1

POSIX says: x=10 while [ $x -gt 0 ]; do command x=$(($x-1)) done which could of course be made into a one liner: x=10; while [ $x -gt 0 ]; do command; x=$(($x-1)); done and seems to be the most portable way, and thus less likely to make you install programs. The following are less portable: brace expansion {1..10}: bash specific, and would ...


0

According to man pages, --exclude=PATTERN exclude files matching PATTERN --exclude-from=FILE read exclude patterns from FILE --include=PATTERN don't exclude files matching PATTERN --include-from=FILE read include patterns from FILE The exclusion is made reading pattern from files, and not according to the files names themselves. I ...


0

It is better to use keychain in this case Debian/Ubuntu: apt-get install keychain RHEL/Fedora/CentOS yum install keychain Add in your .bashrc the following: eval `keychain --eval id_rsa`


0

Here's what I came up with it's very simple but it works. Although I think Sven's answer does a better job with basic error handling. #!/bin/sh hostname=`hostname` # Dump DBs date=`date +"%Y%m%d_%H%M%N"` filename="/var/backups/app/${hostname}_${db}_${date}.sql" pg_dump databasename > $filename gzip $filename exit 0 Let me know what you ...


2

Not taking into account any specific syntax for pg_dump: #!/bin/bash $TODAY=`date --iso-8601` $BACKDIR=/backup pg_dump [options] > $BACKDIR/$HOSTNAME-$TODAY if [ "$?"-ne 0]; then echo "Help" | mail -s "Backup failed" you@example.com; exit 1; fi


0

You can use the -L option for curl to have it follow redirects.


2

Assuming your service has a status command, you can do something as simple as in the cron job: 0 0,12 * * * service whatever status >/dev/null || service whatever restart That way, you first run the status check, discard verbose output, and then verify that exit code is not 0 (which would be good), in which case - restart. Indeed, with a ...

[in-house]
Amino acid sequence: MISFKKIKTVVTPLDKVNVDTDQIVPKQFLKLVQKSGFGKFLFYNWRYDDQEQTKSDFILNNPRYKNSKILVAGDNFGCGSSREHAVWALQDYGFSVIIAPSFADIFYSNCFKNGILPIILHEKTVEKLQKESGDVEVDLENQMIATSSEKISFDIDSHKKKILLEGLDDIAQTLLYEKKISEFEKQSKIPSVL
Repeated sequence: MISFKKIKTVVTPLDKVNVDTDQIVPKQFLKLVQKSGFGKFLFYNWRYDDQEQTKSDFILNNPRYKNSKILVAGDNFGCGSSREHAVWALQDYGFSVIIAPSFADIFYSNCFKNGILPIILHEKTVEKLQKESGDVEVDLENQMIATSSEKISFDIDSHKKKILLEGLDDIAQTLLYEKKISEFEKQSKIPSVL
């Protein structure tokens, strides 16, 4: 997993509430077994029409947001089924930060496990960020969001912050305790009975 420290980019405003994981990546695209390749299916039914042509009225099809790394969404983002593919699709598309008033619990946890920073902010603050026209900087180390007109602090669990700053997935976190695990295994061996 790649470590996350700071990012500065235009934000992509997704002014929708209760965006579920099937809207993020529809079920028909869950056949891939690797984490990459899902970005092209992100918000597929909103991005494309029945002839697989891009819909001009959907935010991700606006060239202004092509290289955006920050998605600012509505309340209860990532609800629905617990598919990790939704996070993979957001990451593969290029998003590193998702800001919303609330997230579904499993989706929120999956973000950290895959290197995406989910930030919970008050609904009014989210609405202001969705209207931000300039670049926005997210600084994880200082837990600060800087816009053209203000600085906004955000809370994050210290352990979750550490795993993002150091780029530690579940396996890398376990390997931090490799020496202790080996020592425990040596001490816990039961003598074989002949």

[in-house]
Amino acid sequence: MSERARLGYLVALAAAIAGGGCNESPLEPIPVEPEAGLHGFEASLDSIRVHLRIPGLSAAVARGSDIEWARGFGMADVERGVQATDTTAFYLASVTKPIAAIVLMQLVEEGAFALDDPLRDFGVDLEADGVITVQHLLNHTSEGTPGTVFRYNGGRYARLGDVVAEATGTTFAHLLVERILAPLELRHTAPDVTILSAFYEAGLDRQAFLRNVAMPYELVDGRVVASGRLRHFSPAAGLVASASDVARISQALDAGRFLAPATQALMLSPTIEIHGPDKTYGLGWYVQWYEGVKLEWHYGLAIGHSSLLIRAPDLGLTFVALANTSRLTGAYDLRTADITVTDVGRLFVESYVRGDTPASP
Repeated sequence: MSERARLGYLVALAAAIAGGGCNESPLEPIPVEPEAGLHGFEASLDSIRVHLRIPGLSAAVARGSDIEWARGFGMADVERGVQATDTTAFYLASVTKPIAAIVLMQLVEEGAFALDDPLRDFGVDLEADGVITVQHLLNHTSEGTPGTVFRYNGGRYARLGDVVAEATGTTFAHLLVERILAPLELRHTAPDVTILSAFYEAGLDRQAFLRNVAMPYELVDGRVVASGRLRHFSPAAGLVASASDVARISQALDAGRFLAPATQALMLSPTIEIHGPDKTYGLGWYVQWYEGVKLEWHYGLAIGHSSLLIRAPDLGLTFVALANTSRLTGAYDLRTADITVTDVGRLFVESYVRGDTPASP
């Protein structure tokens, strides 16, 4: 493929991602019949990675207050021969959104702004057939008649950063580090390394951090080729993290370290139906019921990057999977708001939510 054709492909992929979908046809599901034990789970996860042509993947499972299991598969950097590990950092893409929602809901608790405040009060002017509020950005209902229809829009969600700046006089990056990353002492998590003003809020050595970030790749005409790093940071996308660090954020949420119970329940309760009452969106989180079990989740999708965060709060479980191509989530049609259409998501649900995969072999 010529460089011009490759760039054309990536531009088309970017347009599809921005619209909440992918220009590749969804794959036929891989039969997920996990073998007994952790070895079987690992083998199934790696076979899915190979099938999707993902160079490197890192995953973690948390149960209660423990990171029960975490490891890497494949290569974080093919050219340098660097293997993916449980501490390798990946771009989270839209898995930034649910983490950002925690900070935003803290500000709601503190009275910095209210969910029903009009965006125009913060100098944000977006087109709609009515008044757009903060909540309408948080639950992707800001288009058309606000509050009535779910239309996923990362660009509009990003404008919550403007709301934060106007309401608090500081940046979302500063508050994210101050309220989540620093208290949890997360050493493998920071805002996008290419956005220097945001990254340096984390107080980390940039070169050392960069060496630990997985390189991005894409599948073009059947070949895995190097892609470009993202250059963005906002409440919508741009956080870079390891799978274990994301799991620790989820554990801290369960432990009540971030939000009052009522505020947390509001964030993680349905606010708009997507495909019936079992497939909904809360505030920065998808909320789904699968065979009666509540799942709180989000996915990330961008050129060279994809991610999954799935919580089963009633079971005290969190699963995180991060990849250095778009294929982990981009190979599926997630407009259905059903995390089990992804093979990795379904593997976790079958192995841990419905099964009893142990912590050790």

2

First of all: you should investigate the "real" problem with supervisord instead of restarting the service every night. That being said, try to use /etc/init.d/supervisor stop / start or restart. Many times cron has problems using service. You also have to create the cron as the user supervisord runs on, or as root via sudo crontab -e. Also always use ...


1

With help from all comments, I wrote a python script to normalize all files recursively: #!/usr/bin/env python # coding=utf-8 import unicodedata import sys,os # Walks recursively through directory and normalizes all filenames to NFC for dirPath, subdirList, fileList in os.walk(sys.argv[1]): for fname in fileList: d = os.path.join(dirPath, ...


0

try: #!/bin/bash # script executed from /home/foo/ touch hi_foo cd /home/bar su bar touch hi_bar you need to run your script with sudo so the process running your script will have sufficient rights to run su bar command


1

The problem is you're not using the -e option with your echo command. Try this: echo -e 'From: "Tester"\ntest' > test2 cat test2 | msmtp email@mail.com -e is for telling echo to interpret escaped chars (like "\n").


1

Here my approach. Use zabbix "log" type key to monitor error pattern in a log-file (/var/log/uwsgi.log is the case here). invoke zabbix remote command triggered by the above 1. This remote command fetch lines surrounding the error by linux command tail(1). The advantages of this approach are: No need to install&setup agent-host side special script ...